Cyber Inspectors: A Necessary Inclusion to the Amendment of the Crime Act 2015 – By Adesuyi Daramola Esq.
We live in an age where information is power and electronic assets such as your software, websites, databases, intranets, accounting records, customer lists and other data are an integral part of most businesses. Indeed they are potentially as valuable as any physical asset and in some cases, far more so. Any threat to your electronic assets should therefore be taken very seriously.
The incidence of cybercrime or computer-related crime seems to be on the rise in Nigeria. Cybercrime basically refers to internet enabled crimes, that is, crime committed via the instrumentality of internet technology. Although the Cybercrime Act does not provide for the definition of cybercrime per se, but it provides a broader perspective of this crime in section 3 of the Act. What increases the potential pool of criminals is that the rationale behind the commission of these crimes is not solely personal gain, but sometimes for example hackers may merely want to prove that a website or server can be hacked, or a terrorist realises that a cyber-attack could cause mass chaos and terror. This article would raise certain issues with the investigation mechanism, officers and how competent these officers are in combatting cybercrime as well as to provide possible recommendations to combating these cybercrime issues in Nigeria.
The Cybercrime Act, 2015 is yet the most recent form of legislation combatting cybercrimes in Nigeria. The Act creates the following offences in Part III
- The unauthorised access or interception of data is a crime. In our view hacking, cracking and packet sniffing would fall within this category.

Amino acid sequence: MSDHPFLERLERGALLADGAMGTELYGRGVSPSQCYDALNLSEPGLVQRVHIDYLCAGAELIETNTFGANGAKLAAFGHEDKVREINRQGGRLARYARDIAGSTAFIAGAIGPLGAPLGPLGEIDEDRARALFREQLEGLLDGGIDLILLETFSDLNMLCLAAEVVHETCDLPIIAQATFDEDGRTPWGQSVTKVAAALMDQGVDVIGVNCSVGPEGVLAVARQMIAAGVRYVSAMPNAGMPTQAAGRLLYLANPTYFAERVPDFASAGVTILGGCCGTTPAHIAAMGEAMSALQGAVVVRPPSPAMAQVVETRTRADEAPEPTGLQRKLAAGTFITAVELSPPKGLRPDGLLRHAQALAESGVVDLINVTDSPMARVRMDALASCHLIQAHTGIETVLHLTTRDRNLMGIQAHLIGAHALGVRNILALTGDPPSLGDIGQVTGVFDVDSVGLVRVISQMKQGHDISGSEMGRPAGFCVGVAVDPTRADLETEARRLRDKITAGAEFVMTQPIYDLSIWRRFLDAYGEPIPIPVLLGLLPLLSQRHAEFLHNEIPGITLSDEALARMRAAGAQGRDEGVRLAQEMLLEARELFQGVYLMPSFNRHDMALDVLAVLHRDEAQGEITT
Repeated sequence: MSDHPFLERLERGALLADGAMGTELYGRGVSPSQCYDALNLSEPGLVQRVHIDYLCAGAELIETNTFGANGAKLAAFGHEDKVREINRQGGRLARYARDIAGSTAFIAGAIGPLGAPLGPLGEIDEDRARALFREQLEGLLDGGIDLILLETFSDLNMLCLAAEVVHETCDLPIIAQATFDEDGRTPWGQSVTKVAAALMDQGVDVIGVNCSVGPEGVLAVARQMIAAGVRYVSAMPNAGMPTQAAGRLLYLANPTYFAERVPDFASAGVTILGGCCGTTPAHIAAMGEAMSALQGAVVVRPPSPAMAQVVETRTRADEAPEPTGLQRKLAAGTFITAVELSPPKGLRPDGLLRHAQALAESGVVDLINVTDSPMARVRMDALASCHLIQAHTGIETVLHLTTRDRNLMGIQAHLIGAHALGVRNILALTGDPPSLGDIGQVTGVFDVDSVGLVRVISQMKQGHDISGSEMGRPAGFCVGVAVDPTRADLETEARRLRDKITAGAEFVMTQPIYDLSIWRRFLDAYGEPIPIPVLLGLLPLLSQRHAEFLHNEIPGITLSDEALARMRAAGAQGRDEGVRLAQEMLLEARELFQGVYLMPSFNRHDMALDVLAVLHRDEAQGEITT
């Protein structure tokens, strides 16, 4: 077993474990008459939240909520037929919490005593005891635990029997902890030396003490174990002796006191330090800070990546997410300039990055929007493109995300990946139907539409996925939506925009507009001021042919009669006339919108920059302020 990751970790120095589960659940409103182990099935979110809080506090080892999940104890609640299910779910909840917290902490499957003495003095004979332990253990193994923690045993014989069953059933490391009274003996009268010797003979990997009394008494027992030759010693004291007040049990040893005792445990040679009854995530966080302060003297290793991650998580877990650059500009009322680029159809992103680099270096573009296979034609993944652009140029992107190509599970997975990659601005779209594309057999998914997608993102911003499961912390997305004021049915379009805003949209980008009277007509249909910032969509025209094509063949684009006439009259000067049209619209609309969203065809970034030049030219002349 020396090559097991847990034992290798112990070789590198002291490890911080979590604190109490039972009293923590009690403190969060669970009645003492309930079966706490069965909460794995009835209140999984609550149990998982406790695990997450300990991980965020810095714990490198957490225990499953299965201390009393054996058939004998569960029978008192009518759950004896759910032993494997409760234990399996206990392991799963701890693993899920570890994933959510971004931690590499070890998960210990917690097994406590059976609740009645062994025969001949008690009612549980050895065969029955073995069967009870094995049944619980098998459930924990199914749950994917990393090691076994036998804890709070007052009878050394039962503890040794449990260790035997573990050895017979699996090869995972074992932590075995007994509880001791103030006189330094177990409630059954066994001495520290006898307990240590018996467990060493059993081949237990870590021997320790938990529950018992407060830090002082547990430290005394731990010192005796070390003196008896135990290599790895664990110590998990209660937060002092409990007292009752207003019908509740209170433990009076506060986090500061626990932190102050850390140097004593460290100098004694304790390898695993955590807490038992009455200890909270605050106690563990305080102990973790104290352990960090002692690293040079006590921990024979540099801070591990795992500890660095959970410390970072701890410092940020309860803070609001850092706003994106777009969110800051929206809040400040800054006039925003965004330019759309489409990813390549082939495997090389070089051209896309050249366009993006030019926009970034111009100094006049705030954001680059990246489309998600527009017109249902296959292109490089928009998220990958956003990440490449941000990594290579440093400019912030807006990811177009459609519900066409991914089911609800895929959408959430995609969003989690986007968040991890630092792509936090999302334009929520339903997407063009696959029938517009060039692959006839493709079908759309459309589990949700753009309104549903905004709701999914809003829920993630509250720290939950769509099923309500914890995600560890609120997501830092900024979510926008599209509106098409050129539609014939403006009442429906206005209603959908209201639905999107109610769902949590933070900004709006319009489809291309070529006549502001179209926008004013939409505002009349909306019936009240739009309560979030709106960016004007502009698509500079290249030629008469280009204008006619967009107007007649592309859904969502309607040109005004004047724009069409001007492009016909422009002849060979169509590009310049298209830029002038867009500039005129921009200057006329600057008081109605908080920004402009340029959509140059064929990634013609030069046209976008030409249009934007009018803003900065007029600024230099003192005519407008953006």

- Failure to register a cyber cafe and to maintain a register of users through a sign-in register. And also any person who perpetuates electronic fraud using a cyber cafe
- The unauthorised interference with data in a way that causes such data to be modified, destroyed or otherwise rendered ineffective is a crime.
- Any person who use any computer system without lawful authority.
- The crimes of computer-related extortion, fraud and forgery are also recognised. For example, if someone threatens to hack your website or system unless you pay them a lot of money, then this would amount to extortion.
- Any person who publish child pornography, through a computer system
- Any person who commit an offence of stealing a financial institution or public infrastructure’s terminal an Automater Teller Machine
- Any person who publishes information or data presented in a picture, text, symbol in a computer system knowing that such information is false, deceptive, misleading or inaccurate with an intent to threaten, abuse or mislead the public.
- Any person who insult another person through a computer system on the basis of race, colour, descent, nationality, ethnic origin or religion.
- Any person who unlawfully publish through a computer system, a material which incite or justify act constituting genocide or crime against humanity.
- Any person who attempts to commit an offence under the Act or aids and abets another in committing an offence